2. How Traumatic Violence Permanently Changes Shopping Behavior.

    Science.gov (United States)

    Sigirci, Ozge; Rockmore, Marc; Wansink, Brian

    2016-01-01

    Traumatic experiences - such as combat, living in a conflict country or war-torn nation, or experiencing a violent crime or natural disaster - change social relationships and may also influence a life-time of consumer relationships with brands and shopping. Our focus on this previously overlooked area is centered on an analysis of the long-term shopping habits of 355 combat veterans. We show that those who experienced heavy trauma (e.g., heavy combat) exhibited similar disconnection from brands as others have experienced in social relationships. They became more transactional in that they were more open to switching brands, to trying new products, and buying the least expensive alternative (p < 0.01). In contrast, those who had experienced a light trauma were more influenced by ads and more open to buying brands even when they cost more (p < 0.00). Trauma, such as combat, may change one's decision horizon. Functionality and price become more important, which is consistent with the idea that they are more focused on the present moment than on building on the past or saving for the future.

  3. How Traumatic Violence Permanently Changes Shopping Behavior

    Directory of Open Access Journals (Sweden)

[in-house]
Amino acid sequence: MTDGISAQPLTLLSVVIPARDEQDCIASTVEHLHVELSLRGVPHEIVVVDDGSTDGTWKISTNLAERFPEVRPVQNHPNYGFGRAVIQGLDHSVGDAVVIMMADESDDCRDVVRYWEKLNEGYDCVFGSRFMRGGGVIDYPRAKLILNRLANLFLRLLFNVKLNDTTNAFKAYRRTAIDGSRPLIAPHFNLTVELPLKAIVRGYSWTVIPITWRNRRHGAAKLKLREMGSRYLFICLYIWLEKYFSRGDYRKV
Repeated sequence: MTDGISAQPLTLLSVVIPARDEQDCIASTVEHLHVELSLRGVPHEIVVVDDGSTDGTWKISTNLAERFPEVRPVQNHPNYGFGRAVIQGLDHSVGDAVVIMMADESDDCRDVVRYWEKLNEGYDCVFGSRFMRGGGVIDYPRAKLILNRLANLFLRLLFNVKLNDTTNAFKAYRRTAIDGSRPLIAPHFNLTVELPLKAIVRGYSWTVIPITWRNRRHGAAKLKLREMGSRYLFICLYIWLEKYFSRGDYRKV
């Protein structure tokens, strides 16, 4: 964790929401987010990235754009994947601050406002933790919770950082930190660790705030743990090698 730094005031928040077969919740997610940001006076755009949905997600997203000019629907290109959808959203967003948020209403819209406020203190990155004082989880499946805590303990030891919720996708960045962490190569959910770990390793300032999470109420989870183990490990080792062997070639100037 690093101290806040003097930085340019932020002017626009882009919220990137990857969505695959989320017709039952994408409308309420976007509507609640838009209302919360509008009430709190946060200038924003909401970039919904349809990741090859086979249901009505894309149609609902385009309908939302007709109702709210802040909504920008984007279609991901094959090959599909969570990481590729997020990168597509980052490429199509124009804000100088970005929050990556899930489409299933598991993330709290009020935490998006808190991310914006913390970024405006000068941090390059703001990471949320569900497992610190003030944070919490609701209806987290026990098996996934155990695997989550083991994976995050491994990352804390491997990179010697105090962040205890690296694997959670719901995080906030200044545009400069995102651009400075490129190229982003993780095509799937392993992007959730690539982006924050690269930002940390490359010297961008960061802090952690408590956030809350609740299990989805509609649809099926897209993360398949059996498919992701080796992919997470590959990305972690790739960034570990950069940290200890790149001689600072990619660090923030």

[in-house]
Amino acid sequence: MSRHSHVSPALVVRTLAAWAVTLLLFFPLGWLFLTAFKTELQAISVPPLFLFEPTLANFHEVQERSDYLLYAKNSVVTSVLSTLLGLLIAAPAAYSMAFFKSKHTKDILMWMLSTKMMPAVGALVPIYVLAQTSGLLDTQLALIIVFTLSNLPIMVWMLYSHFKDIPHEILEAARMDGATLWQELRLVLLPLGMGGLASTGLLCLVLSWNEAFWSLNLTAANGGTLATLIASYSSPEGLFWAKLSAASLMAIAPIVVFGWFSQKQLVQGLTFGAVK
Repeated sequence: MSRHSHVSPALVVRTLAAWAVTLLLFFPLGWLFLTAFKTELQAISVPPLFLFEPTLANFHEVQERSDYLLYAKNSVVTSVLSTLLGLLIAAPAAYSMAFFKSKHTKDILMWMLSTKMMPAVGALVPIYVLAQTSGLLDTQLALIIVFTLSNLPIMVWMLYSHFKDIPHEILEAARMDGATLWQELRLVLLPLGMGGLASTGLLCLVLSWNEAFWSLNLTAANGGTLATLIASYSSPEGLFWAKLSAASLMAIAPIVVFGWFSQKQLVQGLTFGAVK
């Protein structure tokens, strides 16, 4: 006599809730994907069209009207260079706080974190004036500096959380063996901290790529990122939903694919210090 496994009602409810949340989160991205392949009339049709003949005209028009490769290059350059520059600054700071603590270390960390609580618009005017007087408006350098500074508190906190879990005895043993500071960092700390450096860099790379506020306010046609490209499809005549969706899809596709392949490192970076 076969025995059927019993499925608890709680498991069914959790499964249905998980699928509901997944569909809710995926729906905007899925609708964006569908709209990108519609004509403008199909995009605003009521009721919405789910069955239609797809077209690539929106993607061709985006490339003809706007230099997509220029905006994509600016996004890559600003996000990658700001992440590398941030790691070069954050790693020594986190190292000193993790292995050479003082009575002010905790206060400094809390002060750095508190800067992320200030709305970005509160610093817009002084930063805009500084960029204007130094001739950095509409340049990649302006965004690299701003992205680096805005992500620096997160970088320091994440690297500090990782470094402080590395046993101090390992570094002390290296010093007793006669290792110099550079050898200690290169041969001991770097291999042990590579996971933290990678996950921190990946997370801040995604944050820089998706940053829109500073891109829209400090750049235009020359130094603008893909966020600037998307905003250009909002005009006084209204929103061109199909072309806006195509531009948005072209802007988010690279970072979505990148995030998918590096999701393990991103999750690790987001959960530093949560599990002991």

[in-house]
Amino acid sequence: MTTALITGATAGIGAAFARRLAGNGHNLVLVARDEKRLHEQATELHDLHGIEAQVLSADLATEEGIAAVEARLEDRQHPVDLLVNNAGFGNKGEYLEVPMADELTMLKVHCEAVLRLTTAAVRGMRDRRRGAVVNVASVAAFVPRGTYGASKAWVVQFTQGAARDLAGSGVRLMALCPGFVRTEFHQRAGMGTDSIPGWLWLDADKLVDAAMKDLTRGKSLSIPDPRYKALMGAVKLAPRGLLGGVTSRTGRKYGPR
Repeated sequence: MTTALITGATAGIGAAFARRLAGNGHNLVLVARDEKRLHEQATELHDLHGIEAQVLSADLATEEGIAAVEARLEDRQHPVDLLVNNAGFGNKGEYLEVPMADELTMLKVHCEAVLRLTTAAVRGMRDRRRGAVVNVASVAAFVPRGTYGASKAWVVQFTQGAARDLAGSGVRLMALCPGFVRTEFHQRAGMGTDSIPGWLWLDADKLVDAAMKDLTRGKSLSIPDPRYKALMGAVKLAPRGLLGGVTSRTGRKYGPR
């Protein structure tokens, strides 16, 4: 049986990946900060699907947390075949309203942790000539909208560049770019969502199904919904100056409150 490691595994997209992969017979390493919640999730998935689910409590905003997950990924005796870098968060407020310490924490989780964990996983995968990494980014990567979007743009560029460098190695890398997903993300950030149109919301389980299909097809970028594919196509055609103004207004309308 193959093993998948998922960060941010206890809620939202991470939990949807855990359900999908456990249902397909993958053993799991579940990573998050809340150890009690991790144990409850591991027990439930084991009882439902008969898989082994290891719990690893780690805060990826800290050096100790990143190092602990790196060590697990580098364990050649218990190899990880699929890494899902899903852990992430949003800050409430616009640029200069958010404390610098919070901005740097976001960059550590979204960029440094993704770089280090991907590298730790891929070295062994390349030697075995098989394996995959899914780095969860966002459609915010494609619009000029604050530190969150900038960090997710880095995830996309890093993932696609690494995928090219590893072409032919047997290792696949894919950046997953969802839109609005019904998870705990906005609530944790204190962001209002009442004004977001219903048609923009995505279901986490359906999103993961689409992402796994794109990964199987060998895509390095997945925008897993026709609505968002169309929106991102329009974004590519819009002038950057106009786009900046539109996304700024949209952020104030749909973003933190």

Ozge Sigirci

    2016-09-01

    Full Text Available Traumatic experiences – such as combat, living in a conflict country or war-torn nation, or experience a violent crimes or natural disasters – change social relationships and may also influence a life-time of consumer relationships with brands and shopping. Our focus on this previously overlooked area is centered on an analysis of the long-term shopping habits 355 combat veterans. We show that those who experienced heavy trauma (e.g., heavy combat exhibited similar disconnection from brands as others have experienced in social relationships. They became more transactional in that they were more open to switching brands, to trying new products, and buying the least expensive alternative (p<0.01. In contrast, those who had experienced a light trauma were more influenced by ads and more open to buying brands even when they cost more (p<0.00. Trauma, such as combat, may change one’s decision horizon. Functionality and price become more important, which is consistent with the idea that they are more focused on the present moment than on building on the past or saving for the future.

  4. Folkbiology meets microbiology: a study of conceptual and behavioral change.

    Science.gov (United States)

    Au, Terry Kit-fong; Chan, Carol K K; Chan, Tsz-Kit; Cheung, Mike W L; Ho, Johnson Y S; Ip, Grace W M

    2008-08-01